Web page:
transfer plus a robust Dolby TrueHD soundtrack, sporting a generally
unobtrusive Philip Glass score. Extras include a somewhat lengthy
"Making Of" split into four featurettes, which examine the production
with cast and crew interviews. It's mostly fluffy, but seems to confirm
that the filmmakers had a good time making the picture, which is also
evidenced by the three-minute gag reel which rounds out the
TANGO AND CASH (**½, 104 mins., 1989, R; Warner) ABOVE THE LAW (**½, 99 mins., 1988, R; Warner) POINT OF NO RETURN (**½, 109 mins., 1993, R; Warner) COLLATERAL DAMAGE (**½, 109 mins., 2002, R; Warner): Warners has also dusted off four action catalog titles for Blu-Ray this month. Here’s a quick capsule recap:
TANGO AND CASH is the
moderately enjoyable Christmas ‘89 teaming of Sylvester Stallone
and Kurt Russell as a pair of L.A. cops in a standard “buddy
movie” script from the era. Andrei Konchalovsky’s direction
is sturdy but the film is pretty much standard-issue, coasting on the
chemistry between the two stars. Warner’s VC-1 encoded transfer
is a bit soft here and there but is generally satisfying, backed by a
throbbing Dolby TrueHD soundtrack sporting an enjoyable (if dated)
Harold Faltermeyer score and the original trailer.
Steven Seagal made his big-screen starring debut in
“Fugitive” helmer Andrew Davis’ formulaic but
well-crafted ABOVE THE LAW,
which opened to surprisingly positive reviews in the spring of 1988.
There are times during the Blu-Ray’s VC-1 encoded transfer where
there’s an abundance of grain, but generally it’s a decent
HD presentation with adequate Dolby TrueHD audio (the film’s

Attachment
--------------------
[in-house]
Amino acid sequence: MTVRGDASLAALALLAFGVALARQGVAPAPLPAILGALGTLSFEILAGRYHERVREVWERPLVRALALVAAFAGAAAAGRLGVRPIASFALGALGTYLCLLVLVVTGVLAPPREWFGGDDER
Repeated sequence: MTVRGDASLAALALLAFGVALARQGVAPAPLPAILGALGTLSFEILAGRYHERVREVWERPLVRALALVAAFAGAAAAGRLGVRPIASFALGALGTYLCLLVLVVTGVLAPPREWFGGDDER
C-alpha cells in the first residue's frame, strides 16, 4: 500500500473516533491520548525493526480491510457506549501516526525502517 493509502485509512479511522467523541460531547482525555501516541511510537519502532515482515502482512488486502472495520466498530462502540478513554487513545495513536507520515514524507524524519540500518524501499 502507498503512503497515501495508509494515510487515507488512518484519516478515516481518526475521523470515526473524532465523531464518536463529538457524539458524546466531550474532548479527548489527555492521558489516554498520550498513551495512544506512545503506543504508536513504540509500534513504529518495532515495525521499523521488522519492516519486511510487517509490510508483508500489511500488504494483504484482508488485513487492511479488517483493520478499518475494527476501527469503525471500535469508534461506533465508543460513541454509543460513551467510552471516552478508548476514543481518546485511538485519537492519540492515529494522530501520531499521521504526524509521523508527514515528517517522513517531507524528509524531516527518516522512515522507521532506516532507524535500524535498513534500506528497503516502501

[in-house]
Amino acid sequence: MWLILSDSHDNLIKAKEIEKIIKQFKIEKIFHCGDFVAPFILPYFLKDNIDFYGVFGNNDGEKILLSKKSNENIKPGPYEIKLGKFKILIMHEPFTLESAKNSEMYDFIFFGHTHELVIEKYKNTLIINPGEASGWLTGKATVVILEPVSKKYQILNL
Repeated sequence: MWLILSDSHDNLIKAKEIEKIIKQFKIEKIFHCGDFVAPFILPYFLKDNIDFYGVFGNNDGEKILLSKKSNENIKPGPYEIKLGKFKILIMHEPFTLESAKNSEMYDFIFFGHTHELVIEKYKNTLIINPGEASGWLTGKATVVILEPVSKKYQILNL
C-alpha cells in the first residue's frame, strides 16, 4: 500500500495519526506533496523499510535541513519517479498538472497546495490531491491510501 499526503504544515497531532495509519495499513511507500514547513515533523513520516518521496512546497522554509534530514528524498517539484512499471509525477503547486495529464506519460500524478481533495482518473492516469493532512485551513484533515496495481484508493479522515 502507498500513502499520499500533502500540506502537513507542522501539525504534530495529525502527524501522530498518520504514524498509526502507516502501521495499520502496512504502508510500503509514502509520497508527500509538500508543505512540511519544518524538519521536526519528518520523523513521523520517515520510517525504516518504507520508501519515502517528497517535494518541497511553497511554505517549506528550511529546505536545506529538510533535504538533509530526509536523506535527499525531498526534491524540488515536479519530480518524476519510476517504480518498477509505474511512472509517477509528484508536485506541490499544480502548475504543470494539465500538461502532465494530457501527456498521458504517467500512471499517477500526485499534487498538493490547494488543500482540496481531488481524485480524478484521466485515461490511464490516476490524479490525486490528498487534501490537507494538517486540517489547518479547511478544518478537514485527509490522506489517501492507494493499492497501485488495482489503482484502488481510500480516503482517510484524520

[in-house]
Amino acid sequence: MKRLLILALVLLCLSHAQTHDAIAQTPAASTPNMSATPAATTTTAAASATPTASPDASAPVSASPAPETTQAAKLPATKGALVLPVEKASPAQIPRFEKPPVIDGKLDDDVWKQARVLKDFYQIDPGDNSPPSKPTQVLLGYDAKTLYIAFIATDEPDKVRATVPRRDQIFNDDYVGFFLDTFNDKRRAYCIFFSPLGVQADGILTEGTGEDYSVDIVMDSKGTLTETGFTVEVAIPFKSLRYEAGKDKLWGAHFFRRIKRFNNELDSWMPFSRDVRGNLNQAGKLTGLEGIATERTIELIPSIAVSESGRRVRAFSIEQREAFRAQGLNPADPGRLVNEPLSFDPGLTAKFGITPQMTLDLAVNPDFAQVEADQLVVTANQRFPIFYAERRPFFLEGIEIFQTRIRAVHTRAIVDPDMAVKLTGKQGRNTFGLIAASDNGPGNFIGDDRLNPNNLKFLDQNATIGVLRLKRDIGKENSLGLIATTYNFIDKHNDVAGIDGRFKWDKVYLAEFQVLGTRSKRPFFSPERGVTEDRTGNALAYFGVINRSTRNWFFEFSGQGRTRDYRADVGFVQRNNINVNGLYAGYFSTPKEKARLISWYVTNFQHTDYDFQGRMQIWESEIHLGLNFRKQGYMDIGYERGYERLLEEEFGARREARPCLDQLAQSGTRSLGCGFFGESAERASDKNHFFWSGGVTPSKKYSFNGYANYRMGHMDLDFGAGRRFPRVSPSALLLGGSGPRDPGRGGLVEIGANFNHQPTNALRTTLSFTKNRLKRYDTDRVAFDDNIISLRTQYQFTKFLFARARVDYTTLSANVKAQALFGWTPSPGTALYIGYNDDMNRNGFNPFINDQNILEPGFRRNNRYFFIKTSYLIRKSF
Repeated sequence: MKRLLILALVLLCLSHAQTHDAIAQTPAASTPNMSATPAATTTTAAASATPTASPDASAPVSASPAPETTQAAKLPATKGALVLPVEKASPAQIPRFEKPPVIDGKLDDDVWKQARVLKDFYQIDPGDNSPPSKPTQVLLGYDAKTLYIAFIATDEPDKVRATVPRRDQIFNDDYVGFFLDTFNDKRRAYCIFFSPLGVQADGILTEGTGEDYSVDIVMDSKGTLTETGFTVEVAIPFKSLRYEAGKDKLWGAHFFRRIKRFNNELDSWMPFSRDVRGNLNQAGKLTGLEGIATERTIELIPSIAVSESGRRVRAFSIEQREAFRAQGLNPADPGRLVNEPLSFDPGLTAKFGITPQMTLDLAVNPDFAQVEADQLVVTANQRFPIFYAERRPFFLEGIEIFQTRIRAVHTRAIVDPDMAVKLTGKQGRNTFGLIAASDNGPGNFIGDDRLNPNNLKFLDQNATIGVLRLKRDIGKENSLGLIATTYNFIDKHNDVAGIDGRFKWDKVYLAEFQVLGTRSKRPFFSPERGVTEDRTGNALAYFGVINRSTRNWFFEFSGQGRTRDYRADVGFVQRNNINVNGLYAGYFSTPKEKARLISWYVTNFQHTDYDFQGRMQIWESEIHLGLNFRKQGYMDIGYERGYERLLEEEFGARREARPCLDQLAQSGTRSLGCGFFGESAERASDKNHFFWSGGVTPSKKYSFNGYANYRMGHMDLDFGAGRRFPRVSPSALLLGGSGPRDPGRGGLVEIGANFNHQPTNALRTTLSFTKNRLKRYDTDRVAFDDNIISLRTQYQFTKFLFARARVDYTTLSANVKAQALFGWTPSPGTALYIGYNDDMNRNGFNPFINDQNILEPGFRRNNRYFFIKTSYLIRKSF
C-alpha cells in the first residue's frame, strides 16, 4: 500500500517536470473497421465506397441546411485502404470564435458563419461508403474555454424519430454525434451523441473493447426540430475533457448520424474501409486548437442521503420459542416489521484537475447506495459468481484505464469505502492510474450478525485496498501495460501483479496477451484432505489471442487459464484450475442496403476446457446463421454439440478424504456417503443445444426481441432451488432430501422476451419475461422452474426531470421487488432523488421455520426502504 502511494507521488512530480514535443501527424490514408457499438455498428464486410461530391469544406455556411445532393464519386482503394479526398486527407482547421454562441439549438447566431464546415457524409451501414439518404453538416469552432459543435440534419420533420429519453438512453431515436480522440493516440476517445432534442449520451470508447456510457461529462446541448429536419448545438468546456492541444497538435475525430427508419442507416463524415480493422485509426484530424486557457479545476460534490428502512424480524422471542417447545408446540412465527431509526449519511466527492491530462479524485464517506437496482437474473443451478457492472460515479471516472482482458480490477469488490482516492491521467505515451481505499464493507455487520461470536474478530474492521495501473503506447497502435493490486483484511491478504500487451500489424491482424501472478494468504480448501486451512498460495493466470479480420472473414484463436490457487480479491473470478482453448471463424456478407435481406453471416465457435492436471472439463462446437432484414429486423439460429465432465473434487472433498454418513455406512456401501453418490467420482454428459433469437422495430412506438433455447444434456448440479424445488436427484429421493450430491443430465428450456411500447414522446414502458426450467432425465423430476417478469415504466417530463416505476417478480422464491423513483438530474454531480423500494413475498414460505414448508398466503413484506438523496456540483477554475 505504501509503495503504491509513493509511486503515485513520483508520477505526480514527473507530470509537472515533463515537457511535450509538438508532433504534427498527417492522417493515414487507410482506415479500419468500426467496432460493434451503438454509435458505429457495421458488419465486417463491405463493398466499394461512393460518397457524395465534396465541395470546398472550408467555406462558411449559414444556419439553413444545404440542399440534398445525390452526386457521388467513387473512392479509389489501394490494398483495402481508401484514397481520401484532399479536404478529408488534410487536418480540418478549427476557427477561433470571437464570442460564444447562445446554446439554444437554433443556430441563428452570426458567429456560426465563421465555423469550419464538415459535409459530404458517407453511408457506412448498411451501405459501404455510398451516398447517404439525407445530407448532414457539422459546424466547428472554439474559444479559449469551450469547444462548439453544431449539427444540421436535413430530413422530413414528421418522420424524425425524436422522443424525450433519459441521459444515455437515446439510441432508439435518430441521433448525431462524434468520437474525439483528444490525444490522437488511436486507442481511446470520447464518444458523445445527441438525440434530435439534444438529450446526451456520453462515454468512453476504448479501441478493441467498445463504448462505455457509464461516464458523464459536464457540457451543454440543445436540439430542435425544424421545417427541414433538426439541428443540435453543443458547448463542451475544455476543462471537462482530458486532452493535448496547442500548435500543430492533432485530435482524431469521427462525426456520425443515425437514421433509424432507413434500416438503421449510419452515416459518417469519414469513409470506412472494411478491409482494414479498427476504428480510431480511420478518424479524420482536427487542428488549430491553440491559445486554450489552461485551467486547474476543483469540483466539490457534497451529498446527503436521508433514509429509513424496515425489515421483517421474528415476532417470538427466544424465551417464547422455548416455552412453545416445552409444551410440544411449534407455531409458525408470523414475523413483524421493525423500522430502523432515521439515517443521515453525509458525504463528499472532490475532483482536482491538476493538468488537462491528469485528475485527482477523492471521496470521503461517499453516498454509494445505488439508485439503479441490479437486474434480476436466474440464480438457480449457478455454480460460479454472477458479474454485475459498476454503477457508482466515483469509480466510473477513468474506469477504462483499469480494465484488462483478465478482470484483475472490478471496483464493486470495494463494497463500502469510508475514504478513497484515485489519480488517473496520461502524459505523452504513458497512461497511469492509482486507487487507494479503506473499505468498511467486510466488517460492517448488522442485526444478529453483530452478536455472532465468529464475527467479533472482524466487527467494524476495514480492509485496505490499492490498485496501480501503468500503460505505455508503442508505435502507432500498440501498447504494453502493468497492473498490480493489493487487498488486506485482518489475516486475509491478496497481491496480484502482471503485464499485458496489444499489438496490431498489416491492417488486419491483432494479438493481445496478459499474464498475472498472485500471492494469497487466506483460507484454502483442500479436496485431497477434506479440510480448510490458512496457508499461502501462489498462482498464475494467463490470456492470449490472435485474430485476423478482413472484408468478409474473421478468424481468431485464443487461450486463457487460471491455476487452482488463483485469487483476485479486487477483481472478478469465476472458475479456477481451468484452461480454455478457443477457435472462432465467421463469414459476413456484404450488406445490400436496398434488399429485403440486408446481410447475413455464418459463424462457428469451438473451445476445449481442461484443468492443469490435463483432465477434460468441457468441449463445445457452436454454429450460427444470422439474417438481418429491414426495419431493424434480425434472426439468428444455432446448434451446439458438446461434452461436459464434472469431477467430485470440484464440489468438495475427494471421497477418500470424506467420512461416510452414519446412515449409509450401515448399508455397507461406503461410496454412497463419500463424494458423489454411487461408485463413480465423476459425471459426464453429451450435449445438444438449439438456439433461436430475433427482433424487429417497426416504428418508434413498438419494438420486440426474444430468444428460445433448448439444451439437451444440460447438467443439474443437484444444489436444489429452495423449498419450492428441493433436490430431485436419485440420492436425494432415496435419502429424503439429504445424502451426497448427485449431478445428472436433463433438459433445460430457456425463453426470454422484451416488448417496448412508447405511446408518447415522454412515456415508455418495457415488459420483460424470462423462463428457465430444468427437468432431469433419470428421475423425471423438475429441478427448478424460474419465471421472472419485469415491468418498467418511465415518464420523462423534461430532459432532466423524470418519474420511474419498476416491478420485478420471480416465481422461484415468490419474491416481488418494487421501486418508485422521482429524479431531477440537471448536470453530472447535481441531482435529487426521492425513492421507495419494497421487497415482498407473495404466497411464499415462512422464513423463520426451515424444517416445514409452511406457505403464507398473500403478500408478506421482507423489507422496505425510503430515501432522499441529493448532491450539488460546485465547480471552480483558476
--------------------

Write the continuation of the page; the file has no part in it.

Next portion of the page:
modest budget may explain the film’s less than stellar HD
transfer). The trailer is also on-hand.
John Badham’s POINT OF NO RETURN is
a stylish-looking Americanization of Luc Besson’s “La Femme
Nikita,” but some 16 years after the film’s release, few
remember this U.S. remake as anything other than an inferior retread of
its predecessor. Badham gets some juice out of a solid supporting cast
(Gabriel Byrne, Harvey Keitel, Dermot Mulroney and Anne Bancroft) and
one of Hans Zimmer’s more bombastic scores of the era, but
Bridget Fonda isn’t overly convincing as this version’s
Nikita, making there little reason to check out “Point of No
Return” when Besson’s superior version is readily
available. Warner’s VC-1 encoded transfer is top-notch at least
on Blu-Ray, with fine Dolby TrueHD audio and the original trailer also
Finally, Arnold Schwarzenegger’s last starring role in Andrew Davis’ okay 2002 terrorist thriller COLLATERAL DAMAGE
has also been issued on Blu-Ray from Warners. Likely due to the
film being the most recent of the group, Warner’s VC-1
encoded transfer is fresh and quite satisfying, while Dolby TrueHD
audio and several featurettes (commentary from Davis, additional
scenes, the trailer, and two featurettes) round out the package.
AMERICAN HISTORY X (**½, 119 mins., 1998, R; New Line/Warner): Powerful
performances from Edward Norton and Edward Furlong make this
controversial, uneven but compelling 1998 film from director Tony Kaye
and writer David McKenna worthwhile. Warner’s Blu-Ray disc
includes a well-balanced VC-1 encoded transfer with Dolby TrueHD audio,
alternate scenes and the trailer in HD.
JOHN Q. (**, 116 mins., 2002, PG-13; New Line/Warner):
Disappointing 2002 drama stars Denzel Washington as a distraught father
trying to get care for his dying son. Nick Cassavetes’ movie has
a terrific cast (Robert Duvall, James Woods, Ray Liotta) but rams home
its health care commentary with a sledgehammer, while the drama itself
feels overly manipulative. Warner’s VC-1 encoded HD transfer is
pleasing, at least, with another Dolby TrueHD soundtrack and numerous
extras (commentary, deleted scenes, the trailer, Making Of featurettes,
a Fact Track) on-hand as well. Also New This Week
*There are about a dozen different ways one could open up a review of Frank Miller’s THE SPIRIT (*, 102 mins., 2008, PG-13; Lionsgate),
but I’m afraid none of them could do justice in detailing what an
abomination this box-office dud from last December turned out to be.
A self-indulgent, uneven mismash that fails completely in bringing Will